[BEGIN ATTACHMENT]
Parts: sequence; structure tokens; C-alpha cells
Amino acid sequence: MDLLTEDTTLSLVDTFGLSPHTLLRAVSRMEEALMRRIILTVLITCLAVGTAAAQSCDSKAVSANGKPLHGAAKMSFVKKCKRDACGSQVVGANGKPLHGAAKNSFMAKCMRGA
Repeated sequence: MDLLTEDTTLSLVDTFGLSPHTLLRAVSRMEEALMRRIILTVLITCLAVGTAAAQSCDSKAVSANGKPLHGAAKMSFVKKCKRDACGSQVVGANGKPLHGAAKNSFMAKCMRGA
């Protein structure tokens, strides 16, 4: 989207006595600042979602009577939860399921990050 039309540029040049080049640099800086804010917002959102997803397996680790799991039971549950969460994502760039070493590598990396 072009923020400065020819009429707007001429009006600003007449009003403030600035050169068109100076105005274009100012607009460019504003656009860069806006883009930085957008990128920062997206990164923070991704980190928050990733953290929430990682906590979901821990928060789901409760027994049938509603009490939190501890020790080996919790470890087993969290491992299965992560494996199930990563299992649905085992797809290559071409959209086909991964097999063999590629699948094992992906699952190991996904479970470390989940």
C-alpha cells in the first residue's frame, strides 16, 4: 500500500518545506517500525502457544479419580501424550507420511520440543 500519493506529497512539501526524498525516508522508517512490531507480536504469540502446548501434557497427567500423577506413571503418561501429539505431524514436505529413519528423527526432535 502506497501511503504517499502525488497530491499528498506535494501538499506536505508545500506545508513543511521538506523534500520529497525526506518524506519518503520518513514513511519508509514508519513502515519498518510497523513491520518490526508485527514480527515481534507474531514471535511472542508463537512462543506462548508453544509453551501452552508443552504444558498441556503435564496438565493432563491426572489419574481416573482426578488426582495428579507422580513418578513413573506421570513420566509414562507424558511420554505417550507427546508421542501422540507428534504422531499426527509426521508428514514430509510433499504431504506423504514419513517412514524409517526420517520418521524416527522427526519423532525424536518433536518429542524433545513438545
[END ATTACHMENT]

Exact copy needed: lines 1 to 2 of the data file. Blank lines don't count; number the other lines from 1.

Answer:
Parts: sequence; structure tokens; C-alpha cells
Amino acid sequence: MDLLTEDTTLSLVDTFGLSPHTLLRAVSRMEEALMRRIILTVLITCLAVGTAAAQSCDSKAVSANGKPLHGAAKMSFVKKCKRDACGSQVVGANGKPLHGAAKNSFMAKCMRGA